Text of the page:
Tag Archives: media

The Lesser Known Obama

[Edited to correct opening sentence and title. There don’t seem to be “a lot” of McCain supporters talking about this, as I had originally stated. My apologies for the mistake.]

It seems that a few McCain supporters are jumping at the chance to use George Obama’s life in Kenya for the purpose of attacking Barack Obama’s character. How can he abandon his own brother, leaving him to suffer in poverty while he lives like a king? What a hypocrite, some are saying.

Some of the stories would lead the less skeptical among us to believe that Barack has turned his back on a starving man in poor health who has no-one; that George begged for help and Barack kicked him instead. Of course this isn’t what anyone is actually saying, but it’s the kind of picture some bloggers seem to be keen to paint.

Skeptic that I am, I had to see for myself, and here is some of what I found:

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Part Of The Problem

I came across a blog post this morning entitled Stop Drinking the Kool-Aid! In it, the author posts pictures of three runway models, and briefly mentions a Health Seminar held by The Counsel of Fashion Designers of America (CFDA). The author goes on to talk about how too little seems to be changing within the fashion industry.

As a “plus-size” woman, I certainly understand the frustration of having Size 0 women worshiped as the ideal standard of beauty. The influence of today’s fashion industry on young, impressionable girls and boys, as well as adults, is unsettling, to say the least. What I found just as unsettling, however, were some of the comments in the above linked post.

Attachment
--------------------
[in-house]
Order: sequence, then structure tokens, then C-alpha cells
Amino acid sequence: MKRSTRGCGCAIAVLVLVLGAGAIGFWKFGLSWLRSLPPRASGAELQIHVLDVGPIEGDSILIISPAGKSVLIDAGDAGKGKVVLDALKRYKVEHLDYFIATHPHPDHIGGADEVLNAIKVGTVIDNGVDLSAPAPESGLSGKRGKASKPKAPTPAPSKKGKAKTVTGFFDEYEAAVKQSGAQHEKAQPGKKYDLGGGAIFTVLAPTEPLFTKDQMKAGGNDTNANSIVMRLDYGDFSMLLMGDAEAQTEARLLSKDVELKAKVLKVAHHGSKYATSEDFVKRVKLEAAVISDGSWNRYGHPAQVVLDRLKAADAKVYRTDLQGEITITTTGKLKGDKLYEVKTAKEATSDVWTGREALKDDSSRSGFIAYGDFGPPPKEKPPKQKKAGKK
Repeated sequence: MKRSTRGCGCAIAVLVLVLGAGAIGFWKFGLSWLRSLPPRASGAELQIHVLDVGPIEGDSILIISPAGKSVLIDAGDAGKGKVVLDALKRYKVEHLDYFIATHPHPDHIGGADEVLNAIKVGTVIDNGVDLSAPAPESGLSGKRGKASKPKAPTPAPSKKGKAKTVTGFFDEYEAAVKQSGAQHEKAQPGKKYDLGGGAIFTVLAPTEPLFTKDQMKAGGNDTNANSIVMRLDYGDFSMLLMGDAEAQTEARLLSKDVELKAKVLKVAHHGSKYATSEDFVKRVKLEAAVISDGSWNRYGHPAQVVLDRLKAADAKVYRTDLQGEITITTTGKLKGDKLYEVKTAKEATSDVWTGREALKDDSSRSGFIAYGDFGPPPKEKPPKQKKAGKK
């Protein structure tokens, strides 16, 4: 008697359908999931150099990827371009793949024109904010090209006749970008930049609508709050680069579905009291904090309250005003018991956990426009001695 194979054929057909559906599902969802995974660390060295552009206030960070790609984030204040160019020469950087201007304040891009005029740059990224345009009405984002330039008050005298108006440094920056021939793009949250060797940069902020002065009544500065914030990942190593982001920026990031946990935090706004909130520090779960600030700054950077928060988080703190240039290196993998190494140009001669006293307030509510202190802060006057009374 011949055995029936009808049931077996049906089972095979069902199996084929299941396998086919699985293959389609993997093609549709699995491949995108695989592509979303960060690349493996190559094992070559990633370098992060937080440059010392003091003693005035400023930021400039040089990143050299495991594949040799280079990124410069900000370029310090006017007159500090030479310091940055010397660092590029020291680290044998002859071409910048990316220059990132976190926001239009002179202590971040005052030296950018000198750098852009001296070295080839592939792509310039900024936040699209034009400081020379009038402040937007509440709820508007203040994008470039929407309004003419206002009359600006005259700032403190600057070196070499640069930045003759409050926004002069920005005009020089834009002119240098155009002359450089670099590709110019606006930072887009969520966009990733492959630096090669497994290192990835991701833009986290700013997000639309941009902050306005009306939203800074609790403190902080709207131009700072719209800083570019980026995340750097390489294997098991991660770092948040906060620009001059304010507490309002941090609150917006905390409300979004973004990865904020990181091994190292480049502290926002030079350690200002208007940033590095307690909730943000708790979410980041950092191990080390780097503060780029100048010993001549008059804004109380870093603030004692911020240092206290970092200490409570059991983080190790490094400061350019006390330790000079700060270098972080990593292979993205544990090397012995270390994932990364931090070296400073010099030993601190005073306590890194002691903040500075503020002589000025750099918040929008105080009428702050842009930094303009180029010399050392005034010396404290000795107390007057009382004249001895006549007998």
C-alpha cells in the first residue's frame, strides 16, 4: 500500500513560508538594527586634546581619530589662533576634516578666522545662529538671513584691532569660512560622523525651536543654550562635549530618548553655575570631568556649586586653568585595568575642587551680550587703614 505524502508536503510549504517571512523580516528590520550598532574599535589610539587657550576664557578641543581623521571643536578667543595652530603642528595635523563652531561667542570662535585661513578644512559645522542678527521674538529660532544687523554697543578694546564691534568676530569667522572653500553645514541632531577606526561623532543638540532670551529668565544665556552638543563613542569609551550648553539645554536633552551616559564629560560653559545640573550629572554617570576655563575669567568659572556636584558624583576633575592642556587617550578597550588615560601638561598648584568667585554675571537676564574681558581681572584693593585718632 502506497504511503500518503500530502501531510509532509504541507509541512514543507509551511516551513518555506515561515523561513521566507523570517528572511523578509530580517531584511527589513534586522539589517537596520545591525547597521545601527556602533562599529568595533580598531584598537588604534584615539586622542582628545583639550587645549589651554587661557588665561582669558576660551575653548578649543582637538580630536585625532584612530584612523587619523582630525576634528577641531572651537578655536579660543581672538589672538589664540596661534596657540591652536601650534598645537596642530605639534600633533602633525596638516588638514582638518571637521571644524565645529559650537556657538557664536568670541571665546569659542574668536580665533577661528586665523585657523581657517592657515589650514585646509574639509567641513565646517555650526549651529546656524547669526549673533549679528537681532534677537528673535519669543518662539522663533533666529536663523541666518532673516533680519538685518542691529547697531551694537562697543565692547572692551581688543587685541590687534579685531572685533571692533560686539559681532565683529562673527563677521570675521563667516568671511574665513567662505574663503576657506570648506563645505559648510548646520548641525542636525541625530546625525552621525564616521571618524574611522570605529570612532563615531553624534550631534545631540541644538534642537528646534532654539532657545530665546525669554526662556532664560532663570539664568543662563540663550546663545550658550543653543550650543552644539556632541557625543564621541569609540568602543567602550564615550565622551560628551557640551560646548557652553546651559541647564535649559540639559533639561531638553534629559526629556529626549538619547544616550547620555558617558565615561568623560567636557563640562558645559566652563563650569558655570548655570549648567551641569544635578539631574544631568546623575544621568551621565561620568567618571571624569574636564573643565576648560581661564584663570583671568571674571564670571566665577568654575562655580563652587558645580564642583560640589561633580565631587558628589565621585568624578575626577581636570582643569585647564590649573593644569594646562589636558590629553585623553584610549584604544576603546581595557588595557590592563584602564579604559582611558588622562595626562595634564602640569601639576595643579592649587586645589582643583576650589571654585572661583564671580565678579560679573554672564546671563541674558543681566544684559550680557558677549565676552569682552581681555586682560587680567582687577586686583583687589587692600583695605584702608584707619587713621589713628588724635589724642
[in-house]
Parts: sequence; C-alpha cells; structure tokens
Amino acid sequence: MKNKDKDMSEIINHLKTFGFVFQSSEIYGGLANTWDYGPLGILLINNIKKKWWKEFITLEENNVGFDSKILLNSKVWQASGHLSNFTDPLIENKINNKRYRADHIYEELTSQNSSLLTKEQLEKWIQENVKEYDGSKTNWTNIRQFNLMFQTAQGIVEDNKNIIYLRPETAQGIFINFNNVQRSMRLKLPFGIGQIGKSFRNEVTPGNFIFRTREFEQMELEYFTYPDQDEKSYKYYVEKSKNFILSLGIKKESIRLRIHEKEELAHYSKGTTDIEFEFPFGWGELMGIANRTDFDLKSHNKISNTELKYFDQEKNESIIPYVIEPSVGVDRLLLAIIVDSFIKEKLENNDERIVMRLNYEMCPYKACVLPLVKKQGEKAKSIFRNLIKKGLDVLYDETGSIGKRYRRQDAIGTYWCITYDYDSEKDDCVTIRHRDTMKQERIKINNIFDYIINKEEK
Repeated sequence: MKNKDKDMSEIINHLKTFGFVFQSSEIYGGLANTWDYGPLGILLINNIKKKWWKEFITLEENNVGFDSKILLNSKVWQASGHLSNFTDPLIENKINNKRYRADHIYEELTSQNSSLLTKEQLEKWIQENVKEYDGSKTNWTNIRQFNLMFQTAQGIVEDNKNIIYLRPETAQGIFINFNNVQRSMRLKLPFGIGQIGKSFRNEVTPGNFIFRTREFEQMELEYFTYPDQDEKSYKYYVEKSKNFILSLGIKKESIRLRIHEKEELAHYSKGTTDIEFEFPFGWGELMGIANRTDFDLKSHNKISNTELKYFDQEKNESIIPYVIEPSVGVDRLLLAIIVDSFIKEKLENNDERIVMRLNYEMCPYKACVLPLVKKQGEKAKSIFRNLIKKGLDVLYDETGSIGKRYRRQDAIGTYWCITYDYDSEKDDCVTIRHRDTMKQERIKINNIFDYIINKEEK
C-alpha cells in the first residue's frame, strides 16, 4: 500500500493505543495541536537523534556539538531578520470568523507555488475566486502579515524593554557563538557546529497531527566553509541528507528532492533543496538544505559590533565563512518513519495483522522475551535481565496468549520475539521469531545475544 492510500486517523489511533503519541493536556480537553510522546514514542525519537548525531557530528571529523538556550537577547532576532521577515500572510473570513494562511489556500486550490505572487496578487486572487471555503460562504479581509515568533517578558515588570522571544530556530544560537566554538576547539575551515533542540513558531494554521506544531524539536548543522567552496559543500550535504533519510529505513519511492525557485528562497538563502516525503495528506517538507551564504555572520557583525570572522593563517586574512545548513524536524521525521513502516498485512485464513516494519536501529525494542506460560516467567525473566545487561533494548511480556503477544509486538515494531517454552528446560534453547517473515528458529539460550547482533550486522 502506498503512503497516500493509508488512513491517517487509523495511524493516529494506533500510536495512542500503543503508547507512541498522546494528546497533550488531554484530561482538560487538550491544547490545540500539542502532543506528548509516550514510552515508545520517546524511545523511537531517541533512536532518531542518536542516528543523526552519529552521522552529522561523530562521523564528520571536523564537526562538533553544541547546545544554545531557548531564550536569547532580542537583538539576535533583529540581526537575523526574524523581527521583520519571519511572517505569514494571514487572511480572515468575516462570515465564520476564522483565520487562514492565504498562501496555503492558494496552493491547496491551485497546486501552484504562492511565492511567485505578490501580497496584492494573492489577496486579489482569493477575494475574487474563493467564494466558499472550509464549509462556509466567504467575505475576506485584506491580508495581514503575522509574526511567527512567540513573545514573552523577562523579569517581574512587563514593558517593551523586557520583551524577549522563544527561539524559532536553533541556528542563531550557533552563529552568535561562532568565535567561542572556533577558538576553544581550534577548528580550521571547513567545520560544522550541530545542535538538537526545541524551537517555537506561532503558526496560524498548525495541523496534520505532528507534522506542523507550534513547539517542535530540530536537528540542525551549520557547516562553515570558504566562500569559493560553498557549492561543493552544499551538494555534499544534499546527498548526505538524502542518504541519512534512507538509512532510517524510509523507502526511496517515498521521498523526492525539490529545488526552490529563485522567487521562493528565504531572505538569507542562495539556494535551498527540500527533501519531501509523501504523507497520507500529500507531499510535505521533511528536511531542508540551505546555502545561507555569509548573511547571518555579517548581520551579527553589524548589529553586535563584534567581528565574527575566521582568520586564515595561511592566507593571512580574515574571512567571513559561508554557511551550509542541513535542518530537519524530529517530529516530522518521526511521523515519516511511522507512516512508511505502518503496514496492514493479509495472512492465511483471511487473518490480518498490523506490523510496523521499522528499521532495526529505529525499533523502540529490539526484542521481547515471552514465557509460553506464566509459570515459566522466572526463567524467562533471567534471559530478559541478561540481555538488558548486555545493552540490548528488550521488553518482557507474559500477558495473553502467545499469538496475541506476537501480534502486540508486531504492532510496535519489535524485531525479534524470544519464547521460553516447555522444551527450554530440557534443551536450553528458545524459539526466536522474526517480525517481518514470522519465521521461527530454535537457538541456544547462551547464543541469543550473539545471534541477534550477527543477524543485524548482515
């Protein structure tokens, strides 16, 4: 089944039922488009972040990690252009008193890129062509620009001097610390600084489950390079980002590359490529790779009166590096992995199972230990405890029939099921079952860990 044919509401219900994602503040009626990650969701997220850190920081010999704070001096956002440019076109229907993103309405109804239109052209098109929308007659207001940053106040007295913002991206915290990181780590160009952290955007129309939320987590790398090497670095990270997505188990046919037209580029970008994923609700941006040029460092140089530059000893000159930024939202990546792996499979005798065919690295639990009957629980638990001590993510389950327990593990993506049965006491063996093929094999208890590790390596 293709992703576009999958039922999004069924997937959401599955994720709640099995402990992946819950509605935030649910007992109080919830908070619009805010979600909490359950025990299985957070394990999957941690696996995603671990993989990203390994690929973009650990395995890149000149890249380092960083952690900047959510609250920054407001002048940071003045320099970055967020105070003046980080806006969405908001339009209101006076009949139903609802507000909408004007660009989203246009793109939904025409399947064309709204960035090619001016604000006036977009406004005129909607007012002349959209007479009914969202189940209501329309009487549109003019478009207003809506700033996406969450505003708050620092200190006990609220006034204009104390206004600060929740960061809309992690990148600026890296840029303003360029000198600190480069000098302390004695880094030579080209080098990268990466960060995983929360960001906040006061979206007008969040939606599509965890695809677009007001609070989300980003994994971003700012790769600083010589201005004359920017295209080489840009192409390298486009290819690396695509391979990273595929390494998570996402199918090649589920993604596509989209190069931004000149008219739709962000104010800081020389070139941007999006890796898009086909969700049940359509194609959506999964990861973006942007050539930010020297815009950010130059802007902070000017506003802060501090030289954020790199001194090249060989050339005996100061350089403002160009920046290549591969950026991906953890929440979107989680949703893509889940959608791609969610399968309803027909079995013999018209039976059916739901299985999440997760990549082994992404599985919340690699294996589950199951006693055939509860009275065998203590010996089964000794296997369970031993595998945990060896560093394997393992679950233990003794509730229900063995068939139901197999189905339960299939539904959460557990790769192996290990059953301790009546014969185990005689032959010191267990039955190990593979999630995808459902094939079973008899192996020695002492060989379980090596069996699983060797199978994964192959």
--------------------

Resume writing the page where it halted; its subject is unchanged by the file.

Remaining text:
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Celebrating Voluptuous Women

Ladyjaye75 posted this video on her blog, Dancing With My Mirror. Living in a culture that believes skinny = beauty, and often treats women who are bigger than a size twelve like they don’t deserve the air they breathe, I found this very refreshing.

One person commented that it’s just another instance of “women being objectified in the music industry”. While I understand how it could be perceived this way, I personally disagree. The “big girls” in the video are not being objectified in my opinion, but rather humanized and celebrated.

All too often, voluptuous women are ignored or, worse, sneered at while thin women are thrown in our faces and held up as the ideal standard of beauty. It’s about time they/we had our moment in the spotlight without being mocked.

Mika’s video, Big Girl You Are Beautiful is below the fold. I’d love to hear your thoughts and opinions.

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